Governor signs bill protecting abortion and gender-affirming care providers

Another win for reproductive rights in NM, this law aims to prevent information from out-of-state patients going to states with abortion bans

By: - April 6, 2023 4:30 am

Gov. Michelle Lujan Grisham signed SB13 into law on Wednesday, the second law passed this year that supports reproductive rights in New Mexico. (Photo by Megan Myscofski for Source NM)

Governor Michelle Lujan Grisham signed a bill into law today to safeguard women’s and trans healthcare workers and patients from other states seeking to obtain medical information.

The new law, Senate Bill 13, comes as Republican-led states, including neighboring Texas and Arizona, write and pass legislation to ban abortion and gender-affirming care. 

“If we don’t protect providers, you can say you have access, when in fact you do not,” Lujan Grisham said at the bill signing. “The best barrier is to tell providers not to get trained here, not to provide access, not to do the work.”

Effort to protect abortion medical providers and patients passes Senate

University of New Mexico Department of Ob-Gyn Chair Eve Espey told the lawmakers and activists present that providers in the state are working to keep up with significantly higher rates of patients seeking reproductive healthcare from out-of-state. 

“Sometimes I feel like those 40 million patients are coming to our clinic everyday,” she said. 

Charlene Bencomo is the executive director of Bold Futures, a non-profit that advocates on issues affecting women of color in the state.. She said it’s a huge undertaking for reproductive healthcare providers to meet the needs of New Mexicans. Bencomo said hurdles already existed before Roe v. Wade was struck down last year, including access issues to care for  patients traveling due to restrictions in their home state.

Bold Futures released a guide for reproductive healthcare providers in the state, including those who’ve moved from out of state to practice in New Mexico, on best practices for providing inclusive services that are mindful of existing communities and needs.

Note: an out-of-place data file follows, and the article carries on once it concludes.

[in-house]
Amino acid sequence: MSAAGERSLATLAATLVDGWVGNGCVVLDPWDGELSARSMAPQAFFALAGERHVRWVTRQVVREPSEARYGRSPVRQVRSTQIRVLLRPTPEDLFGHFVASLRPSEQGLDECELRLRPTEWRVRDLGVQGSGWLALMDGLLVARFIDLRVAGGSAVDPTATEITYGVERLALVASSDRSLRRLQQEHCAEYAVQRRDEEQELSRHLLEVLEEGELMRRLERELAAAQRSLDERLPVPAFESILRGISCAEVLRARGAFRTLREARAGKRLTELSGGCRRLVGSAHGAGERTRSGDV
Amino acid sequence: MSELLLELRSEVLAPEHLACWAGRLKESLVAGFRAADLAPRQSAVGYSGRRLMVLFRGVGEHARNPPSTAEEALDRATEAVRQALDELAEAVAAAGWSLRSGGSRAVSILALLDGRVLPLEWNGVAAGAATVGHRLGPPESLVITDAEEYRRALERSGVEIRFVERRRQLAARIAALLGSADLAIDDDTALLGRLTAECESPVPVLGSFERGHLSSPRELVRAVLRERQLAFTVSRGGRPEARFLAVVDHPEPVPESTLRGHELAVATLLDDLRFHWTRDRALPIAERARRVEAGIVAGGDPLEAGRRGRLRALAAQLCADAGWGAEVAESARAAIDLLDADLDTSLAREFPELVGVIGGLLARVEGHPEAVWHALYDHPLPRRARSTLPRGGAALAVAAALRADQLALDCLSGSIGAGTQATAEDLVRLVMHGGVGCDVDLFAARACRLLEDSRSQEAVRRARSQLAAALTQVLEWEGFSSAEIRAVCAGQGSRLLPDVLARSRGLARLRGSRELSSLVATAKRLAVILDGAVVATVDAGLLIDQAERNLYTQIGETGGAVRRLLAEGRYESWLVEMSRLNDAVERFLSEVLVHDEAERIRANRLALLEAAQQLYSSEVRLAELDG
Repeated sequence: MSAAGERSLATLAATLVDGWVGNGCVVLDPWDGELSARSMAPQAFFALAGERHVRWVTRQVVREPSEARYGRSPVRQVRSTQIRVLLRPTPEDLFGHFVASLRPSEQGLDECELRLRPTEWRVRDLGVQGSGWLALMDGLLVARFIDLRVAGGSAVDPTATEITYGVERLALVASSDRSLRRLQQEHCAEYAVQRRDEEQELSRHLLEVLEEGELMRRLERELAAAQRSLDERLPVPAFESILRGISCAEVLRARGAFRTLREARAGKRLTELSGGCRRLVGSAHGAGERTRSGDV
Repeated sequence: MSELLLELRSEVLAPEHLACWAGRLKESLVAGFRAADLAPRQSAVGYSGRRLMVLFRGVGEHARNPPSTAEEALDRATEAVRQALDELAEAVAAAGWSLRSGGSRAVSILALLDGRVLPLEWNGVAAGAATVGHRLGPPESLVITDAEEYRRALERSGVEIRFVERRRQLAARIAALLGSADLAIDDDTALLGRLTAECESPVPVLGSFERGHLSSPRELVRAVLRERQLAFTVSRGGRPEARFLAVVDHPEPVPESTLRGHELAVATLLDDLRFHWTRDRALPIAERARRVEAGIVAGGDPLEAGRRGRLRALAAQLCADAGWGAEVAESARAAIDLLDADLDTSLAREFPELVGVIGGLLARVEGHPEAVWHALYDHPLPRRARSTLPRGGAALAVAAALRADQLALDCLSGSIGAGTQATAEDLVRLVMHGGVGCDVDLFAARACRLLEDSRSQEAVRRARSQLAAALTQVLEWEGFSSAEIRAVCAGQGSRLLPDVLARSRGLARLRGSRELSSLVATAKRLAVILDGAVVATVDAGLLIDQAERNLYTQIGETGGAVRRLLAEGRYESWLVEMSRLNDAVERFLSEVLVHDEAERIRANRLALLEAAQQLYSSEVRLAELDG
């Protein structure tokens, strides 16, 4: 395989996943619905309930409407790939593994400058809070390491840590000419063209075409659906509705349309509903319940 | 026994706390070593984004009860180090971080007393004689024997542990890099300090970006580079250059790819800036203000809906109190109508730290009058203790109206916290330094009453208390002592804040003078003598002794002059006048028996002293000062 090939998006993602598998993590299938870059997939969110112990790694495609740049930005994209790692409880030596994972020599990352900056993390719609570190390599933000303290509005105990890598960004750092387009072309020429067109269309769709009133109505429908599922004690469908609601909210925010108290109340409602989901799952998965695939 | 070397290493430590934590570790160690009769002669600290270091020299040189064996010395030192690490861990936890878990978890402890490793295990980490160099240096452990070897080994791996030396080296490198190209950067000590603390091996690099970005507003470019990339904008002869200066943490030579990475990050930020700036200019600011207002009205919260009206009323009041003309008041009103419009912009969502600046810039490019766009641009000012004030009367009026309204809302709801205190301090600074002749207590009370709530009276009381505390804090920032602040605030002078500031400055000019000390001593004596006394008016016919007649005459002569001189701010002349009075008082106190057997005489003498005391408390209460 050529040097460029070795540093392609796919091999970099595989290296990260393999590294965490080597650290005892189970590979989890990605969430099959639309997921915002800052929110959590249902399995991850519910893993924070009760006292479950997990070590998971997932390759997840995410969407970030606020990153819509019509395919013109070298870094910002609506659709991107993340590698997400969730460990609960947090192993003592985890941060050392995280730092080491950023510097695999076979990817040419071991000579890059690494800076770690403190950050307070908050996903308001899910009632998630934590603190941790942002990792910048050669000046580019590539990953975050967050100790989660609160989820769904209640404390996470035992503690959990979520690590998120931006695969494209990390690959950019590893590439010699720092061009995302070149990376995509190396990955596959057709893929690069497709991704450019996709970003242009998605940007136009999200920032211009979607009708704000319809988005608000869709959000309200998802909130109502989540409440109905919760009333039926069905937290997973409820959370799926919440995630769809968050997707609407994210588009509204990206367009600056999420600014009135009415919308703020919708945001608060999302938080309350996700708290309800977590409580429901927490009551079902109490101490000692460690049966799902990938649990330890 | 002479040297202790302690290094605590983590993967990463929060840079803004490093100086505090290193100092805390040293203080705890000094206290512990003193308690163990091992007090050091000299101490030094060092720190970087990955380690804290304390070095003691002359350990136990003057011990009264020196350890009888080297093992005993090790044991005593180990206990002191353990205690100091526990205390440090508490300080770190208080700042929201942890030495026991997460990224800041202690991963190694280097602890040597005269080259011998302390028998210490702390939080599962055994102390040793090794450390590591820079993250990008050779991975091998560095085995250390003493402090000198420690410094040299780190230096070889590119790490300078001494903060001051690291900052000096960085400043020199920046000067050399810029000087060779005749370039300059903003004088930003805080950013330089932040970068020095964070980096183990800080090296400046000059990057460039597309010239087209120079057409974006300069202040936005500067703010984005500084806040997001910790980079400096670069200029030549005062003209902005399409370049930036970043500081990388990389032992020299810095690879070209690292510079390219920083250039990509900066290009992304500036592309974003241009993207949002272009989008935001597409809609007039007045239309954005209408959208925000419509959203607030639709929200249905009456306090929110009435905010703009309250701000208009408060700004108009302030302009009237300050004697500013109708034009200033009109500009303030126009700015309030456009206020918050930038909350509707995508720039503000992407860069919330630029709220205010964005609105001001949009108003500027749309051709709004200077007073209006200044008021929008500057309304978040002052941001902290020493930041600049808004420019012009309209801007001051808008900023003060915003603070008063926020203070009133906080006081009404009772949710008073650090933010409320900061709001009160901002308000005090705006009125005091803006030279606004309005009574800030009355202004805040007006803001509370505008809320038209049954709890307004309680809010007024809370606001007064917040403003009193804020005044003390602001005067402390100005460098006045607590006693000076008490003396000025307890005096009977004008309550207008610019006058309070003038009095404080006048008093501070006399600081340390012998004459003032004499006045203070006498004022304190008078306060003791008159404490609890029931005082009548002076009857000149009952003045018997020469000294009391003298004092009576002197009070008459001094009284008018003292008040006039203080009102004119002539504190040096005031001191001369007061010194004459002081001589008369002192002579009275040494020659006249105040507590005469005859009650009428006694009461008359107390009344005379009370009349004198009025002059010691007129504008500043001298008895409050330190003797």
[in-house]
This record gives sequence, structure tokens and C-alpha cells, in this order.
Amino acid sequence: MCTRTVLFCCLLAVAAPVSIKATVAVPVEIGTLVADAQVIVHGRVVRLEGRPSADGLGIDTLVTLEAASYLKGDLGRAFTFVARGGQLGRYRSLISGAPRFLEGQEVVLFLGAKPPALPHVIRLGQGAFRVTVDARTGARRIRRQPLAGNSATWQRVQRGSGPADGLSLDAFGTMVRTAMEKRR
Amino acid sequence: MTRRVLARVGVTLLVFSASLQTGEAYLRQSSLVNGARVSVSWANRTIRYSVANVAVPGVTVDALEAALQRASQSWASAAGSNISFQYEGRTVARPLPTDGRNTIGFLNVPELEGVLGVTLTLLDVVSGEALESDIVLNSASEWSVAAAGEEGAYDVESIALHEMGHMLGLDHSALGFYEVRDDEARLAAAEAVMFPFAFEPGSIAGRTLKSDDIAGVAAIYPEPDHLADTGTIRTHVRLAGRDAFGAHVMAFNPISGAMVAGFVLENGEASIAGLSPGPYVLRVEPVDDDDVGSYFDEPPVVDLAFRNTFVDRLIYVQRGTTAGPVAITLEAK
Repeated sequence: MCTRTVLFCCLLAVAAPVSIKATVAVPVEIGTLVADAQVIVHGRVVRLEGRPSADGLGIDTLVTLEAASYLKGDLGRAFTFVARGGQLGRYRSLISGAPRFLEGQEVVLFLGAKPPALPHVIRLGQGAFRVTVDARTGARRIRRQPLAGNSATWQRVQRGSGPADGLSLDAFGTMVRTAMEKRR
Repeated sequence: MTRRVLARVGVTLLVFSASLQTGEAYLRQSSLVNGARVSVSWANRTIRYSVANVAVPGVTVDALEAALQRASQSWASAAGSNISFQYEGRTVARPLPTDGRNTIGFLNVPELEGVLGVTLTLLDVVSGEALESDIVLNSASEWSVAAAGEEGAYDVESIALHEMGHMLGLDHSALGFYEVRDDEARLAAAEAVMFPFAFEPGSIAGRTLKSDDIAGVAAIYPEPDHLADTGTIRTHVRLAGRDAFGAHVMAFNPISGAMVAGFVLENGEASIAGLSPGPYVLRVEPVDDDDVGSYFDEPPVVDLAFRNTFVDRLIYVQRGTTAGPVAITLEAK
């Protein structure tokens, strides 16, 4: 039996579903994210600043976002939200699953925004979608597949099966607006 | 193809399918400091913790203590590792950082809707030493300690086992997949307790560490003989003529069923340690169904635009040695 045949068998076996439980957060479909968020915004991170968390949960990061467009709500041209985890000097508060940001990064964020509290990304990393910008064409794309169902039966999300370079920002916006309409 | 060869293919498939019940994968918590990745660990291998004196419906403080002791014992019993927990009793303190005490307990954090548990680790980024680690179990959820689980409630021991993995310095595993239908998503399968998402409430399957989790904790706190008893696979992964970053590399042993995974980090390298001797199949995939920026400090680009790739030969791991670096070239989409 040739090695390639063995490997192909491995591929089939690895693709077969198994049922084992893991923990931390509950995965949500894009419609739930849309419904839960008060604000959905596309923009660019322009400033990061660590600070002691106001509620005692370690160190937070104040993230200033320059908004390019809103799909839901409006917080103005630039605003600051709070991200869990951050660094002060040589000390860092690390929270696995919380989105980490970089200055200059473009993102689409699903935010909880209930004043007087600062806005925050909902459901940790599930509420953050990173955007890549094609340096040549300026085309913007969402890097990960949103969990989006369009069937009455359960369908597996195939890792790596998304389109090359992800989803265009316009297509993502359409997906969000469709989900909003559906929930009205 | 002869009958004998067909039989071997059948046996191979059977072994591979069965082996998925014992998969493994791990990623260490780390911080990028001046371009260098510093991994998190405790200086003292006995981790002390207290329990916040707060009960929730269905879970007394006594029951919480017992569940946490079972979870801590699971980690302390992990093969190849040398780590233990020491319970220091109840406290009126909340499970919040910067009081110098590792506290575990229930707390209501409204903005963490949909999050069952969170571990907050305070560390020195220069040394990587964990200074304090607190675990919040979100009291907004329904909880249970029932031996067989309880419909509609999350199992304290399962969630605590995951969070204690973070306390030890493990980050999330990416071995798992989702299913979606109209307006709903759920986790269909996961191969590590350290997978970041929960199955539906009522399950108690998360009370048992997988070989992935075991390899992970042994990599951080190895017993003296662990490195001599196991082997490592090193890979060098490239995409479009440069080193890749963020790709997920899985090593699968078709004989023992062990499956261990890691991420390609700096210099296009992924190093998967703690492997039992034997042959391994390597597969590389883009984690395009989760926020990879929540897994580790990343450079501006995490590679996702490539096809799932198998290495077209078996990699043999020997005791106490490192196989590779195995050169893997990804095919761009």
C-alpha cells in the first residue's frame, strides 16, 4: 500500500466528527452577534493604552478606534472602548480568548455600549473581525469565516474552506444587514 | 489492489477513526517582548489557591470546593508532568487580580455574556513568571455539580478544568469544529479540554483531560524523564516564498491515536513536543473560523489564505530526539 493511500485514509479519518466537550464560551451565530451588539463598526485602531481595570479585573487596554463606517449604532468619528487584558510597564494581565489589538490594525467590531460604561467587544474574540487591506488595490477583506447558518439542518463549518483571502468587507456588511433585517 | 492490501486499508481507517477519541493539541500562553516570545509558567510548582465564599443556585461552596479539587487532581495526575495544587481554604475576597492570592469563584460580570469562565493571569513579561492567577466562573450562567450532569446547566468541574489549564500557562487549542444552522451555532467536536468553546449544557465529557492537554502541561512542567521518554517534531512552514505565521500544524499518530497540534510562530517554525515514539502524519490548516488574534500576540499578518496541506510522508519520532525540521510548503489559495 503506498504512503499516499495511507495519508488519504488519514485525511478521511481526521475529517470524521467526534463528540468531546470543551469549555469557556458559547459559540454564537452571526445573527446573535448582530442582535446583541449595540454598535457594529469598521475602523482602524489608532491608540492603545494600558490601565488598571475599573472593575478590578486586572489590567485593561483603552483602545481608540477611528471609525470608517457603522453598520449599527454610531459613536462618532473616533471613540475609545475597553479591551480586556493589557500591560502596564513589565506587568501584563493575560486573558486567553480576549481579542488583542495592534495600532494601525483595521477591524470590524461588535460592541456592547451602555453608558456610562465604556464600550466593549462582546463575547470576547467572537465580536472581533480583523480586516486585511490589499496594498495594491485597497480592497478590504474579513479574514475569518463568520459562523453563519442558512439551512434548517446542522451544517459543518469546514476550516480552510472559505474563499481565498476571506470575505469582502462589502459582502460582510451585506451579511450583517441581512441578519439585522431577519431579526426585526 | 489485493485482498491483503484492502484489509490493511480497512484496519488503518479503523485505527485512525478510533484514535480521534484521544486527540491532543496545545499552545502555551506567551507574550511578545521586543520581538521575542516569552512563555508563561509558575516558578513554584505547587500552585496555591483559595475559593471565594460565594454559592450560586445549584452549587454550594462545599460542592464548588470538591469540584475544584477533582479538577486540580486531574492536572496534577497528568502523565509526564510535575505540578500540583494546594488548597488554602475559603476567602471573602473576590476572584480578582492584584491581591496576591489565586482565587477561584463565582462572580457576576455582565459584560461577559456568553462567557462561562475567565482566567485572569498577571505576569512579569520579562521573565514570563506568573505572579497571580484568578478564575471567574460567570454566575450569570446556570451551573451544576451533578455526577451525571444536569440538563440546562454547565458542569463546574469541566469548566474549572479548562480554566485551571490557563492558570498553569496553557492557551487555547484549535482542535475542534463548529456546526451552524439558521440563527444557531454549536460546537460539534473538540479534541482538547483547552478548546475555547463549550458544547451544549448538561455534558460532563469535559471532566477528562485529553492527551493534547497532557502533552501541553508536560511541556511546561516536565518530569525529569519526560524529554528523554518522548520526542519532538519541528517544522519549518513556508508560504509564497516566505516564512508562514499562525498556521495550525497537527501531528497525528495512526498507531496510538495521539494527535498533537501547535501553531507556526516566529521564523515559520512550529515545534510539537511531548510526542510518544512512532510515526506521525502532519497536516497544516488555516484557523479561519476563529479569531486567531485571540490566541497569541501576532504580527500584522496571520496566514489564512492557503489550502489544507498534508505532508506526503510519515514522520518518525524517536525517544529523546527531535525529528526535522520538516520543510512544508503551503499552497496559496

“We want to make sure that people aren’t just coming here because they were pushed out of somewhere else,” Bencomo said, “But that they’re a part of the community.” 

She said that includes working with rural and other underserved communities, incorporating the large network of doulas and midwives in the state and providing reproductive care beyond abortions. 

Equality New Mexico Executive Director Marshall Martinez said the new law sends an important message to neighboring states and states with bans on gender-affirming care, which is “That those trans and non-binary folks, their families, their friends and their providers know that what they do in New Mexico is protected and safe.”

He added that the next crucial step is to increase the number of providers in the state.

State Supreme Court suspends ordinances restricting abortion access

The governor said that she expects court challenges in the future from states banning these healthcare services, but is confident that New Mexico law can withstand them. 

“We’re going to have to wait and see what the federal landscape looks like for some of those federal challenges,” she said. “I think it’s hard to predict.”

This is the second of two reproductive healthcare bills that the governor has signed into law this year. The first, House Bill 7, banned local governments and other public bodies from restricting abortion or gender-affirming care.

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Megan Myscofski
Megan Myscofski

Megan Myscofski is a reporter with KUNM's Poverty and Public Health Project. She previously worked as a Business and Economics Reporter at Arizona Public Media, where she also reported, produced and hosted a narrative podcast, Tapped, on the cost of drought in Arizona. Before that, she was a reporter and host at Montana Public Radio and an intern on the podcast "Threshold". Her first audio journalism internship was in Essen, Germany as a high school exchange student.